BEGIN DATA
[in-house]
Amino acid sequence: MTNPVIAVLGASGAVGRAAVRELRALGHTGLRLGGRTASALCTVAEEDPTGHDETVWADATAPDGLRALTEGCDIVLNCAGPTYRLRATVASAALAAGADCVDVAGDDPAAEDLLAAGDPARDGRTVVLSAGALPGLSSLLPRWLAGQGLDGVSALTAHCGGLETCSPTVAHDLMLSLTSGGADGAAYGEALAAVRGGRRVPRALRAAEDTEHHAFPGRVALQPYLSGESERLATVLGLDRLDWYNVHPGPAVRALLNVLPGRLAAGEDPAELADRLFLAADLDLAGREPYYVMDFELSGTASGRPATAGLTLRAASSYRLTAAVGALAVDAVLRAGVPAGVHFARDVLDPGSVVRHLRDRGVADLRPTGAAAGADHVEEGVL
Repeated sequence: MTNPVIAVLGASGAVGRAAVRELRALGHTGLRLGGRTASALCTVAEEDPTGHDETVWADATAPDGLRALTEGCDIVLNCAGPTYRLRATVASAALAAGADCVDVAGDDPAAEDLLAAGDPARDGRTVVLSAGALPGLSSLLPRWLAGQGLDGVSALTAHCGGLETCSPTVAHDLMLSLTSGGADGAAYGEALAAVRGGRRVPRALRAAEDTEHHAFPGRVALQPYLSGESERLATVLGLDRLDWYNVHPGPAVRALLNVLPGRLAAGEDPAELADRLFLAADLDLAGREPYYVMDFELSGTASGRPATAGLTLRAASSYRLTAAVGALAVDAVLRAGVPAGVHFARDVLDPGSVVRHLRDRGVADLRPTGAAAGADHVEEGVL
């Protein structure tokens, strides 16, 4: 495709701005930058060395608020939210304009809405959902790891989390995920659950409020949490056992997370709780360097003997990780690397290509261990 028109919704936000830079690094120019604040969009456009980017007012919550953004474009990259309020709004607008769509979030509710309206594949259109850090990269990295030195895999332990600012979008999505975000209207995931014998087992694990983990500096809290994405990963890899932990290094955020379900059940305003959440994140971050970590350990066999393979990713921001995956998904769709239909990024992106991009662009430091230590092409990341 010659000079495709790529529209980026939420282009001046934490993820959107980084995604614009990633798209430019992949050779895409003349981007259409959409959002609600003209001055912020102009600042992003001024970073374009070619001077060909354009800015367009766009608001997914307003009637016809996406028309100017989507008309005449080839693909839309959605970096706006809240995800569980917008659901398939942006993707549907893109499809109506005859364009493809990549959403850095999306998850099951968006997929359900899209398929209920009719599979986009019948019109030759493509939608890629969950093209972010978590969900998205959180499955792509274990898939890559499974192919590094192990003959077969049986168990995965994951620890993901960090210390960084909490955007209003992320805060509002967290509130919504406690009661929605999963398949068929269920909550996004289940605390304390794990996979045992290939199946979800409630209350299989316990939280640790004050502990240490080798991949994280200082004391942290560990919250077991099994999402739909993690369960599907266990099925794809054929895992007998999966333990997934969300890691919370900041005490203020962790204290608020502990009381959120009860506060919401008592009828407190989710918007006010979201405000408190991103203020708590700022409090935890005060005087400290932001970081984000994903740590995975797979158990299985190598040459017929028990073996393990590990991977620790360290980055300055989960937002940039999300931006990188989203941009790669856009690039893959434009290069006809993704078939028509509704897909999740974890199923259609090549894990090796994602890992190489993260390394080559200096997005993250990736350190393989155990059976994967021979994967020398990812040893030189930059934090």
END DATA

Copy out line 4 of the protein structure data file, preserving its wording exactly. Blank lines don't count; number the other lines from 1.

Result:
């Protein structure tokens, strides 16, 4: 495709701005930058060395608020939210304009809405959902790891989390995920659950409020949490056992997370709780360097003997990780690397290509261990 028109919704936000830079690094120019604040969009456009980017007012919550953004474009990259309020709004607008769509979030509710309206594949259109850090990269990295030195895999332990600012979008999505975000209207995931014998087992694990983990500096809290994405990963890899932990290094955020379900059940305003959440994140971050970590350990066999393979990713921001995956998904769709239909990024992106991009662009430091230590092409990341 010659000079495709790529529209980026939420282009001046934490993820959107980084995604614009990633798209430019992949050779895409003349981007259409959409959002609600003209001055912020102009600042992003001024970073374009070619001077060909354009800015367009766009608001997914307003009637016809996406028309100017989507008309005449080839693909839309959605970096706006809240995800569980917008659901398939942006993707549907893109499809109506005859364009493809990549959403850095999306998850099951968006997929359900899209398929209920009719599979986009019948019109030759493509939608890629969950093209972010978590969900998205959180499955792509274990898939890559499974192919590094192990003959077969049986168990995965994951620890993901960090210390960084909490955007209003992320805060509002967290509130919504406690009661929605999963398949068929269920909550996004289940605390304390794990996979045992290939199946979800409630209350299989316990939280640790004050502990240490080798991949994280200082004391942290560990919250077991099994999402739909993690369960599907266990099925794809054929895992007998999966333990997934969300890691919370900041005490203020962790204290608020502990009381959120009860506060919401008592009828407190989710918007006010979201405000408190991103203020708590700022409090935890005060005087400290932001970081984000994903740590995975797979158990299985190598040459017929028990073996393990590990991977620790360290980055300055989960937002940039999300931006990188989203941009790669856009690039893959434009290069006809993704078939028509509704897909999740974890199923259609090549894990090796994602890992190489993260390394080559200096997005993250990736350190393989155990059976994967021979994967020398990812040893030189930059934090």